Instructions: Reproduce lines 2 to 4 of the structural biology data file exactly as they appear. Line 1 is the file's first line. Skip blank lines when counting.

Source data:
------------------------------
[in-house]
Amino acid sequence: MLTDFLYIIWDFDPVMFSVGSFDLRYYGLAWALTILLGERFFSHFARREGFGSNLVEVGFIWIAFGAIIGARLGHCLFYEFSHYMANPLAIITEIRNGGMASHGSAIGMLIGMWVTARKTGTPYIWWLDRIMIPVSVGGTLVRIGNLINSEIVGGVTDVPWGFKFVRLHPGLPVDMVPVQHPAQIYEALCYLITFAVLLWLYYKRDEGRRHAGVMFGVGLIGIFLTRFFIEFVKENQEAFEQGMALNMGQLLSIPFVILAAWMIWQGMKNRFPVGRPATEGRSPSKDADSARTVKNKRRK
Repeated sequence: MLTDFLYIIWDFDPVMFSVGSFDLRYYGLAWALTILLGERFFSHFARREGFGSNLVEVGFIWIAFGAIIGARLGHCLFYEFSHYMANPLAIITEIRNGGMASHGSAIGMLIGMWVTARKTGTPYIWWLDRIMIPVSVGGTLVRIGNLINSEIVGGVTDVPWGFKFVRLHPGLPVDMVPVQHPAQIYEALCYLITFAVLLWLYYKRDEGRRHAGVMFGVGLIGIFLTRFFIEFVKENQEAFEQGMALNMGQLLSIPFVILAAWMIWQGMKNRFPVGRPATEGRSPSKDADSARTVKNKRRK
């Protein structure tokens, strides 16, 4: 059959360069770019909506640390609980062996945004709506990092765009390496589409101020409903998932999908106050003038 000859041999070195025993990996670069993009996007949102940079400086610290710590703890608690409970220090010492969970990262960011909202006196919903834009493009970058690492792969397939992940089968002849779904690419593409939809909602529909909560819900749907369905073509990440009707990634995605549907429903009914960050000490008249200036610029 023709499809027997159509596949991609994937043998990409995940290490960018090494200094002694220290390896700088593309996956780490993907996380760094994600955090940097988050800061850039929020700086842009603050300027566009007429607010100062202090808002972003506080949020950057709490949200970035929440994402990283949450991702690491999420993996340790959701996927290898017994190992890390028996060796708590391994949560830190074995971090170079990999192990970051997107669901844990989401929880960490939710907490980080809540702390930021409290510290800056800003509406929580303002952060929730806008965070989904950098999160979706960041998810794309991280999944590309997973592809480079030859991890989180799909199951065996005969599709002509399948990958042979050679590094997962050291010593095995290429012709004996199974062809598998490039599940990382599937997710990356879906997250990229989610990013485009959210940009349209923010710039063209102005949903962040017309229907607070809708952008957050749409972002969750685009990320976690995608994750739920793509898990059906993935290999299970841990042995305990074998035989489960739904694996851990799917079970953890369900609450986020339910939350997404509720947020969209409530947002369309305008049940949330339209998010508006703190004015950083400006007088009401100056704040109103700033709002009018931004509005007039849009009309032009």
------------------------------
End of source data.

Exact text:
Amino acid sequence: MLTDFLYIIWDFDPVMFSVGSFDLRYYGLAWALTILLGERFFSHFARREGFGSNLVEVGFIWIAFGAIIGARLGHCLFYEFSHYMANPLAIITEIRNGGMASHGSAIGMLIGMWVTARKTGTPYIWWLDRIMIPVSVGGTLVRIGNLINSEIVGGVTDVPWGFKFVRLHPGLPVDMVPVQHPAQIYEALCYLITFAVLLWLYYKRDEGRRHAGVMFGVGLIGIFLTRFFIEFVKENQEAFEQGMALNMGQLLSIPFVILAAWMIWQGMKNRFPVGRPATEGRSPSKDADSARTVKNKRRK
Repeated sequence: MLTDFLYIIWDFDPVMFSVGSFDLRYYGLAWALTILLGERFFSHFARREGFGSNLVEVGFIWIAFGAIIGARLGHCLFYEFSHYMANPLAIITEIRNGGMASHGSAIGMLIGMWVTARKTGTPYIWWLDRIMIPVSVGGTLVRIGNLINSEIVGGVTDVPWGFKFVRLHPGLPVDMVPVQHPAQIYEALCYLITFAVLLWLYYKRDEGRRHAGVMFGVGLIGIFLTRFFIEFVKENQEAFEQGMALNMGQLLSIPFVILAAWMIWQGMKNRFPVGRPATEGRSPSKDADSARTVKNKRRK
């Protein structure tokens, strides 16, 4: 059959360069770019909506640390609980062996945004709506990092765009390496589409101020409903998932999908106050003038 000859041999070195025993990996670069993009996007949102940079400086610290710590703890608690409970220090010492969970990262960011909202006196919903834009493009970058690492792969397939992940089968002849779904690419593409939809909602529909909560819900749907369905073509990440009707990634995605549907429903009914960050000490008249200036610029 023709499809027997159509596949991609994937043998990409995940290490960018090494200094002694220290390896700088593309996956780490993907996380760094994600955090940097988050800061850039929020700086842009603050300027566009007429607010100062202090808002972003506080949020950057709490949200970035929440994402990283949450991702690491999420993996340790959701996927290898017994190992890390028996060796708590391994949560830190074995971090170079990999192990970051997107669901844990989401929880960490939710907490980080809540702390930021409290510290800056800003509406929580303002952060929730806008965070989904950098999160979706960041998810794309991280999944590309997973592809480079030859991890989180799909199951065996005969599709002509399948990958042979050679590094997962050291010593095995290429012709004996199974062809598998490039599940990382599937997710990356879906997250990229989610990013485009959210940009349209923010710039063209102005949903962040017309229907607070809708952008957050749409972002969750685009990320976690995608994750739920793509898990059906993935290999299970841990042995305990074998035989489960739904694996851990799917079970953890369900609450986020339910939350997404509720947020969209409530947002369309305008049940949330339209998010508006703190004015950083400006007088009401100056704040109103700033709002009018931004509005007039849009009309032009």